I'll give you one hint as to where I am. "...then I da pimp!"
hee hee. Yep, Idaho. I love that joke.
I am right now in beautiful Twin Falls Idaho. (Deb, don't you have family out here?) Which brings me to my first point of business. When talking to everyone before the trip, names were mentioned of people that would like a visit from an itinerant. However, I got none of those names or addresses. So folks, if you know of anyone around the nation that wouldn't mind me calling on them, e-mail 'em in. There will be a prize for the viewer with the most entries.
My last night in Nevada I had to check into an actual campground, so I decided, if I was going to be in safe environs anyway, I might as well get rip roaring drunk. The teeny bottle (okay, not so teeny) of tequila is now gone, and a horse pill of Advil took care of the afteraffects. That was it, my bender for the trip. Seems fitting it was in Nevada.
So I reached Idaho by about 8 this morning, and let me tell you, I like it a whole lot better than Nevada so far. It's beautiful! The Snake River area is gorgeous, with springs and falls everywhere. And it's not exactly cool, but I'm not dying either.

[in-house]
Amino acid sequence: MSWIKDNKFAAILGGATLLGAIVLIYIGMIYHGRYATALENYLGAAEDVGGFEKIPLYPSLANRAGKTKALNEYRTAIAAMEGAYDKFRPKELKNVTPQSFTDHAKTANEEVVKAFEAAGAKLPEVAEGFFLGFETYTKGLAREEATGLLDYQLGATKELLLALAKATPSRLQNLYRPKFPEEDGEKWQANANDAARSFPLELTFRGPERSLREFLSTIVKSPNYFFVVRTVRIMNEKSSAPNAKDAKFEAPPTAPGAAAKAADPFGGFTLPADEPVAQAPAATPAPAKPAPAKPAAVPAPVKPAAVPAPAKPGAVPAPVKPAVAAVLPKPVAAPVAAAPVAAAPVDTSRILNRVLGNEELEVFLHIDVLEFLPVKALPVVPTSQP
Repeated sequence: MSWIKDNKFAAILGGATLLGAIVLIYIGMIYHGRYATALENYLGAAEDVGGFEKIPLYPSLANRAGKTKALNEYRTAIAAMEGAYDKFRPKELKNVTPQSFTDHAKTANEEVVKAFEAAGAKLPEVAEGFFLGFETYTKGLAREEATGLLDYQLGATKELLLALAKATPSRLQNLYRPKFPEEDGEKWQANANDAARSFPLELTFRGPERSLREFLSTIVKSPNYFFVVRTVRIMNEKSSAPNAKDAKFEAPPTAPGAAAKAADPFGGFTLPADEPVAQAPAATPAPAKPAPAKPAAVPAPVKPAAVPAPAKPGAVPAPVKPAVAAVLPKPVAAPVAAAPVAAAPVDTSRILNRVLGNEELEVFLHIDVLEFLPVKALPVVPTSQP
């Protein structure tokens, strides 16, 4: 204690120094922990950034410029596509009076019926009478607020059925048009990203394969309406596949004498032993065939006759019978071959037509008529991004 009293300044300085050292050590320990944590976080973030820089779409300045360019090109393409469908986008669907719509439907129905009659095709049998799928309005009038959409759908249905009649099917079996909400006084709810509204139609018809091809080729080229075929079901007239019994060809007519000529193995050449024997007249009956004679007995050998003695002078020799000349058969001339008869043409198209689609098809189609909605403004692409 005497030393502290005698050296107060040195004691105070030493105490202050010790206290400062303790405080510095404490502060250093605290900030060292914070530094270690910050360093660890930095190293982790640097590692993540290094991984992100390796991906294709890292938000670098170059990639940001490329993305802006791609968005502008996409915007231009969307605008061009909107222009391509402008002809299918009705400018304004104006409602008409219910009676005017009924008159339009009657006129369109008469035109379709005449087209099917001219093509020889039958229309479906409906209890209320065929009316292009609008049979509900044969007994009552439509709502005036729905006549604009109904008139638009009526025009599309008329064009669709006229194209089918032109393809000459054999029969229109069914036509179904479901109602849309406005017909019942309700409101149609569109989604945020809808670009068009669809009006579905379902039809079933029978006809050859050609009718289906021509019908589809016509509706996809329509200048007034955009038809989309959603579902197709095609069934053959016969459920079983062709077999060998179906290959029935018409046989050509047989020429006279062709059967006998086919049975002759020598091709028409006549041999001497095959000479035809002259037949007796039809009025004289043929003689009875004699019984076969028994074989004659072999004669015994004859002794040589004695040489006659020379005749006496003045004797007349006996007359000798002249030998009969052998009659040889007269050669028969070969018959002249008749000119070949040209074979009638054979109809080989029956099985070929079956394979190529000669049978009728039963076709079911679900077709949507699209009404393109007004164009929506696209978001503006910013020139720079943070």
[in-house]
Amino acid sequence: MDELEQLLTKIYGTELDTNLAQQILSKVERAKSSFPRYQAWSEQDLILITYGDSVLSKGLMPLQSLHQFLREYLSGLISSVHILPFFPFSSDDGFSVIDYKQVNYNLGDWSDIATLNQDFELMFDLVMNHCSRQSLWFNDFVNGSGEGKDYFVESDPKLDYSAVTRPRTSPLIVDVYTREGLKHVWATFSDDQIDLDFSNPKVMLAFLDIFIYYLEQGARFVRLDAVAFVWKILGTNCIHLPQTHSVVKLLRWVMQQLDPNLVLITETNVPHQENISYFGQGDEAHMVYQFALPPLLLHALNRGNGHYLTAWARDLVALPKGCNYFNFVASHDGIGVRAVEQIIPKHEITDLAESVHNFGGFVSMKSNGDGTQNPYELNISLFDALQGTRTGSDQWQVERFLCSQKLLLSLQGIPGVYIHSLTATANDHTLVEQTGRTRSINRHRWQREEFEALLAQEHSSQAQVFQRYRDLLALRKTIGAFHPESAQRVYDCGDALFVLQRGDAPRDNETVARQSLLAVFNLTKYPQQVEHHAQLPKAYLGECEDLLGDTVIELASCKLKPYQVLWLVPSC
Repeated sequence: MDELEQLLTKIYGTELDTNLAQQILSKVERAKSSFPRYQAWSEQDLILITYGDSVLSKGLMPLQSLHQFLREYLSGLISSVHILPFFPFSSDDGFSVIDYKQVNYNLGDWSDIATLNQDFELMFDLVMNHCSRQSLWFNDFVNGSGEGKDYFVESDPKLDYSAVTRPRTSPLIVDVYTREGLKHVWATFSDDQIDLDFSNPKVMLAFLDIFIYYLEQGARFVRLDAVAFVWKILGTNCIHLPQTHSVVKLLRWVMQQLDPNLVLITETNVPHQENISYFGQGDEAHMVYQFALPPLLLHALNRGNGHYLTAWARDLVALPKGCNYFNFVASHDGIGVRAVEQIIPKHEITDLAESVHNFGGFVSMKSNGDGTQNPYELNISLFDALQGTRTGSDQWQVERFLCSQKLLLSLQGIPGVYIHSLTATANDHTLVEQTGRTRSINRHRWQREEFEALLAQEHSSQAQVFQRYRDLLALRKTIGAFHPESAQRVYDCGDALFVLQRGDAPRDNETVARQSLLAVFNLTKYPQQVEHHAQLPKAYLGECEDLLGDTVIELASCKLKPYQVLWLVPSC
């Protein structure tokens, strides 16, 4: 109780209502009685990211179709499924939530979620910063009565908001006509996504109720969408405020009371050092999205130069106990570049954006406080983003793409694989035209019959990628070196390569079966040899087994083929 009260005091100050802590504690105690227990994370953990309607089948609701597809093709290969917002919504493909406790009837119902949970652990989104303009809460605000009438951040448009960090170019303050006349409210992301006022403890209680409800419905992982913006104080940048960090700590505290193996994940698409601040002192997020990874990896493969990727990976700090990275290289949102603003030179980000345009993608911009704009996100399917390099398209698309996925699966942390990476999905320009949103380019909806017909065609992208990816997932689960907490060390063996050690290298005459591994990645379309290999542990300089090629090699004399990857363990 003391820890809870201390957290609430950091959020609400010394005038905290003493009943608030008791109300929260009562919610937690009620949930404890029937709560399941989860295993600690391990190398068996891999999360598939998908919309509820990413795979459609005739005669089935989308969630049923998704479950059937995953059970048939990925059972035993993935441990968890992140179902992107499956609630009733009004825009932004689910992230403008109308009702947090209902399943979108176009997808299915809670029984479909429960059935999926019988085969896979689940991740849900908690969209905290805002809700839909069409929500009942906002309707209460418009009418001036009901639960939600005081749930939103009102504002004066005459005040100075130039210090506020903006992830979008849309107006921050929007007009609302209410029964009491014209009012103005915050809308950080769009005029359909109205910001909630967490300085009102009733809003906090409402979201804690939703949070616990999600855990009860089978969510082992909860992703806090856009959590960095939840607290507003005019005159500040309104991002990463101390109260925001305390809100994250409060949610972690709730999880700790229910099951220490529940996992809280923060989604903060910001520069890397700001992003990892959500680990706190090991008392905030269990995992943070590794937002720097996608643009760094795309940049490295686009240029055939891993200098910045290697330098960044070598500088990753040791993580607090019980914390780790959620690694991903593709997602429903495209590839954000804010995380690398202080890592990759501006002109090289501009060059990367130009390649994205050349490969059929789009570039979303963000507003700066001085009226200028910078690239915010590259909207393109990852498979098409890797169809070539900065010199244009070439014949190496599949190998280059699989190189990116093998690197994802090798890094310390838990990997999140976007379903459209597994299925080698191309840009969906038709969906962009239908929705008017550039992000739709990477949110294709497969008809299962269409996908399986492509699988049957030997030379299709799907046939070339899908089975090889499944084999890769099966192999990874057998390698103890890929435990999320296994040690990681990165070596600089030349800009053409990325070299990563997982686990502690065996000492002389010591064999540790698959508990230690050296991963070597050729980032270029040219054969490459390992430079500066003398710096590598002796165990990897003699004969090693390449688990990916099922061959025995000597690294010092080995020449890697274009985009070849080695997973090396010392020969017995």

This afternoon I made it to 2 spots on my list from wacky americana stuff. The first was Mammoth Cave. Basically? Rocked. There was no one else there, and the tours are not guided, so the old guy manning the front just gave me a lantern, and told me if I wasn't back in 45 minutes, he'd send his boy in after me. I was almost tempted to linger, just to get a look at the boy. Then I realized that his "boy" was probably about 40, and I was way too petrified to linger. I did make it all the way to the end, though. Without hesitating. I didn't exactly run, but I came close. What an experience! it was as close to getting lost underground as you can get.
However, since I was a wee bit too piss scared to really enjoy the surroundings, I decided to also take in the other cave, Shoshone Ice caves, only 10 miles up the road. Amazing as it sounds, even though it was about 90 above ground, the floor of this cave was covered in about 8 feet of solid ice. Aparently it is a natural low force wind tunnel, a fluke of nature. Very fun, well lit, and guided, so the adrenaline element was not in this one. There was lots of fascinating history to make up for it.
So now I am at this big lovely library, and I am going to head out and find a camp site after this. More from the road later!